The app, created by Peter Liu, claims to keep Android smartphones running faster and efficiently by monitoring system use and freeing up resources when needed. But some users contend the program is nothing more than a scam. Buyer beware.
If you thought that your 8 character WPA password was secure, think again. Thanks to the handy-dandy GPU, cracking weak WPA/WPA-2 PSK passwords has never been easier.
According the Elcomsoft, their Wireless Security Auditor can work completely off-line and find passwords by analyzing a dump of network communications, and display them in plain text.
What this means, is that if you’ve got a WPA protected network, you should probably bump your 8 character password up to at least 12 characters. According to David Hobson, “It's a wake-up call to IT managers, pure and simple. IT managers should now move to 12 and even 16 character keys as a matter of urgency. It's not very user-friendly, but the potential consequences of staying with eight character keys do not bear thinking about.”
A nifty new device by Option promises to turn 3G signals into a WiFi hotspot, while also serving as a central hub for connecting networked devices like an external hard drive via USB. Option says its device also supports printer sharing for anyone with access to the network.
"Option placed significant emphasis on product design during the development of the GlobeSurfer III: the device will not look out of place among the many stylish consumer electronic devices commonly found in the modern home," Option states in a pres release. "With its completely wireless configuration the GlobeSurfer III can be wall-mounted or sit on a desktop or shelf. This allows the router to be placed anywhere in the home, office or workshop to ensure optimum coverage and performance."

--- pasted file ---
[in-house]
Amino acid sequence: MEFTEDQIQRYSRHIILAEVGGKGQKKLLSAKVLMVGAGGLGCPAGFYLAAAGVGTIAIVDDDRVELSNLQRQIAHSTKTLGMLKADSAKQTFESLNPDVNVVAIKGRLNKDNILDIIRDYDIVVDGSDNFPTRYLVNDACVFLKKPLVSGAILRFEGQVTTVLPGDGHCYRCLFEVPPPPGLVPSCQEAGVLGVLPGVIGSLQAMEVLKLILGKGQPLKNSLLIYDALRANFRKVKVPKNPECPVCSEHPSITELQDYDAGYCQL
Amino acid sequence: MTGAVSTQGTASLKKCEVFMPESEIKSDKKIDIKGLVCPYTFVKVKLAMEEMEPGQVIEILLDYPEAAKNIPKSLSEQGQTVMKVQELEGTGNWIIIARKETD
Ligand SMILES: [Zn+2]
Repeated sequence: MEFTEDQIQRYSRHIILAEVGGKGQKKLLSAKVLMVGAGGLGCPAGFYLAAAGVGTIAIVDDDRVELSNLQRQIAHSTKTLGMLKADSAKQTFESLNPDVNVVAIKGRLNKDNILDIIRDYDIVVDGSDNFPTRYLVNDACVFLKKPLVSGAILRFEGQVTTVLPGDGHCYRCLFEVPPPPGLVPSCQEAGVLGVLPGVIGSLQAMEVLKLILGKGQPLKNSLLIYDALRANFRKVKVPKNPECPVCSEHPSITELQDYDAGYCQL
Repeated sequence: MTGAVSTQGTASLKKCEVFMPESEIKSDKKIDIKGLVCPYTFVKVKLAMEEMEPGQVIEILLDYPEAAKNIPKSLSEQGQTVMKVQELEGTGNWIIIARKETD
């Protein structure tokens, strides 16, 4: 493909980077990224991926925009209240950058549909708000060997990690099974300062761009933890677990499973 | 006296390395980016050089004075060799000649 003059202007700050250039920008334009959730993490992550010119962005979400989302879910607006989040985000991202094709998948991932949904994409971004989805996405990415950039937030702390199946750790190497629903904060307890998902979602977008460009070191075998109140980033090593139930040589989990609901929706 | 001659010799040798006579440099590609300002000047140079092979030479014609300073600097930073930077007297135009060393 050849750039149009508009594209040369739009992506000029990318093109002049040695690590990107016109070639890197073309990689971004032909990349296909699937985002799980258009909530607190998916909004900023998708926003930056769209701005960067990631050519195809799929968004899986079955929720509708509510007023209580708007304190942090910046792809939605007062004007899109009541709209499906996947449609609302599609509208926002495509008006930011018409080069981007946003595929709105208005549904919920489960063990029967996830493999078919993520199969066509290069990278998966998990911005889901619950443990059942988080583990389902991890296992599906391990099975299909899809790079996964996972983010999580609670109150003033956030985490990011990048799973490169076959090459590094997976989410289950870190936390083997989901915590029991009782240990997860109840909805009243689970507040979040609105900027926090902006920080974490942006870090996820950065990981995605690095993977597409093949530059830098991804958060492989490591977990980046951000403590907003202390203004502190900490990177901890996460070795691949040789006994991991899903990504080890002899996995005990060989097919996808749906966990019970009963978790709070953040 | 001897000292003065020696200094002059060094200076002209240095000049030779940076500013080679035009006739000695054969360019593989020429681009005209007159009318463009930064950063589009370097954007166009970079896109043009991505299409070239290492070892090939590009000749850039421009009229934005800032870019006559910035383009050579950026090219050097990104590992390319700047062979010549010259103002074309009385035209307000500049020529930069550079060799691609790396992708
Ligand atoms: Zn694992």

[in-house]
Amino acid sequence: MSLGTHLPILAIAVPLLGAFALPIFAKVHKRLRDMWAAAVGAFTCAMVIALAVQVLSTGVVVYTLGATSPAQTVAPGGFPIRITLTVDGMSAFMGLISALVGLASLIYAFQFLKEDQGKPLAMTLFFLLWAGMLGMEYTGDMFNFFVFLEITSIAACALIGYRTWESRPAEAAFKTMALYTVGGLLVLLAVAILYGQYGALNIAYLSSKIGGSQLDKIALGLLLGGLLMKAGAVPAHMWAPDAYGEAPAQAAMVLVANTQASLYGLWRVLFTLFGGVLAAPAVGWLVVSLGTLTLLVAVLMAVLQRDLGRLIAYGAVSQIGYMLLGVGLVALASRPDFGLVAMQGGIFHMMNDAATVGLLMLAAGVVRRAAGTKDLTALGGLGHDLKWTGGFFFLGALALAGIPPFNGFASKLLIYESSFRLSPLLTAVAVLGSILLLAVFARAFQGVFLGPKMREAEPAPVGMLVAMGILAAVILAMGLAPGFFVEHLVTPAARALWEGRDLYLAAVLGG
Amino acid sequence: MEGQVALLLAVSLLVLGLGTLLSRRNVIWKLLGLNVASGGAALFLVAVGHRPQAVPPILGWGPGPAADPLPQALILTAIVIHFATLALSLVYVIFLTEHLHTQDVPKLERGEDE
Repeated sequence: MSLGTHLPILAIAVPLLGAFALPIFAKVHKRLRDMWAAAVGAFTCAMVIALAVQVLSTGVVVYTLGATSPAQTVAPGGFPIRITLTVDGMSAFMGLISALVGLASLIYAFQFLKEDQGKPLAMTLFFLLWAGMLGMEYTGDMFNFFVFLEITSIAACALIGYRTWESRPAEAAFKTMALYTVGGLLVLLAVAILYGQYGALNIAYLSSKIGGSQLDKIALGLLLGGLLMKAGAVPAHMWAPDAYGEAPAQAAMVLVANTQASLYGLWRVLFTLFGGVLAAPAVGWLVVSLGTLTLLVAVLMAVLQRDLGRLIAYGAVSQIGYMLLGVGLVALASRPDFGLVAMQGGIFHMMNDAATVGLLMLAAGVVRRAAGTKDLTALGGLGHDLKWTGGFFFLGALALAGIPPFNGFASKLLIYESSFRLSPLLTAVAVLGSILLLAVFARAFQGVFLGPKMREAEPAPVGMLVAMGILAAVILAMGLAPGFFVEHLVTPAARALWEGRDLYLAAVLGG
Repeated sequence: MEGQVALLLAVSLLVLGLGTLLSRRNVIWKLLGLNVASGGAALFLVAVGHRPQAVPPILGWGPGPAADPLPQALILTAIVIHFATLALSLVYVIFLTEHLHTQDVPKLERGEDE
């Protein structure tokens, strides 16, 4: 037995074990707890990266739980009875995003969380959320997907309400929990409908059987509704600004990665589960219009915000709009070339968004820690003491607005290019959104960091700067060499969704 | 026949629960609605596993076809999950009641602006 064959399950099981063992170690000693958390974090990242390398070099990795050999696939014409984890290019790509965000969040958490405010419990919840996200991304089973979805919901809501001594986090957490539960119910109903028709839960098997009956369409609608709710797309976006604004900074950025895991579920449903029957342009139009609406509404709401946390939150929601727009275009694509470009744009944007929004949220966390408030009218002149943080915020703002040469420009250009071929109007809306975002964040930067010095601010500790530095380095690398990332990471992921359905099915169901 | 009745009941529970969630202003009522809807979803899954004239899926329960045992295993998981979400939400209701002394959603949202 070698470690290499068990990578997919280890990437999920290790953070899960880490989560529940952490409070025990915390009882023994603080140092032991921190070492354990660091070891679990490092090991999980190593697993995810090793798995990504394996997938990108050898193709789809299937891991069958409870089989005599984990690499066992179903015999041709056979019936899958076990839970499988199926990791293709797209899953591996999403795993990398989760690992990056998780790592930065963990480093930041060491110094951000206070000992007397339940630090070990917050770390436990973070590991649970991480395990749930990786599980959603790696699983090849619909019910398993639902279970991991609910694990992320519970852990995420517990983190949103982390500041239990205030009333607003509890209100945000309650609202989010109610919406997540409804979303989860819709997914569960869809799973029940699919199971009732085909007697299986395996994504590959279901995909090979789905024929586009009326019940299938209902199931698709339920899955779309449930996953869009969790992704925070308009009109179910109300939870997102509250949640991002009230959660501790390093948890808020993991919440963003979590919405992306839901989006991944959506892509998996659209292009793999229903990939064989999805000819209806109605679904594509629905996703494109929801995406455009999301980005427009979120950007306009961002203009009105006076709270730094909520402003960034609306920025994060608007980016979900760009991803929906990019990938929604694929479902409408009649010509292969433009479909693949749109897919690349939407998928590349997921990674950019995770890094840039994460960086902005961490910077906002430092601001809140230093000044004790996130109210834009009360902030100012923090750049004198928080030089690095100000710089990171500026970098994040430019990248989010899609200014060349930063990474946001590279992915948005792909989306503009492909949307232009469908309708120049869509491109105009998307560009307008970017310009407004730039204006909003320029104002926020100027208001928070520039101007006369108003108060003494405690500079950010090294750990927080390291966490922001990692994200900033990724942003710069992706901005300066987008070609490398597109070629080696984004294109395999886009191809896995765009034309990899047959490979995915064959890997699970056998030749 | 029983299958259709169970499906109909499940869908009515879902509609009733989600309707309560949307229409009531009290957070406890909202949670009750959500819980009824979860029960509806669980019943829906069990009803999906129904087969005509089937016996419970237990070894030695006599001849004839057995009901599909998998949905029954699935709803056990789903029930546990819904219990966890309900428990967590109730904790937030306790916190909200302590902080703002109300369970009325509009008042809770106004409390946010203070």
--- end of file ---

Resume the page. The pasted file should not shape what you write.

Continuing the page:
The new GlobeSurfer III uses the Qualcomm 7225 chipset and, according to Option, delivers HSUPA upload speeds of up to 5.76Mbps and download speeds up to 7.2Mbps.
Thanks to Vissumo, you may have one less thing to worry about the next time you find yourself surrounded by gunfire. The company has cooked up a touch screen technology it says can withstand a "high impact event," such as being repeatedly shot by 9mm rounds.
In Vissumo's humorous Test Video #99, an employee wields a Ruger 9mm pistol, shooting the touch screen three times (well, two and a half - the third shot grazes the lower edge). Afterwords, he walks up the the touch screen to demonstrate that it still works, something we're fairly certain wouldn't be possible with Apple's iPhone or any other consumer touch screen gadgets.
No word on what Vissumo plans to do with the technology or when it might show up in shipping devices, but it's probably safe to assume your next mobile phone won't withstand gunfire. You're far more likely to find this and similar technologies being used in military applications long before they show up on consumer devices.
Following a recent false entry in Wikipedia's pages claiming Senators Ted Kennedy and Robert Byrd had died after an inaugural luncheon last week, the social encyclopedia is considering clamping down on anonymous user edits, CNet says. Dubbed 'Flagged Revisions,' only registered, trusted users would be able to publish changes immediately. For everyone else, edits would wait in a queue until being approved by one of Wikipedia's trusted editors.
Wikipedia founder Jimmy Wales is in favor of the idea, saying on his public discussion page "This nonsense would have been 100 percent prevented by Flagged Revisions." And unlike the German version of Wikipedia, which has been using the system since last August, Wales contends that delays would typically be less than 1 week "because we will only be using it on a subset of articles, the boundaries of which can be adjusted over time to manage the backlog."
According to Wales, 60 percent of users who responded to a poll are in favor of the move. Are you? Hit the jump and post your thoughts.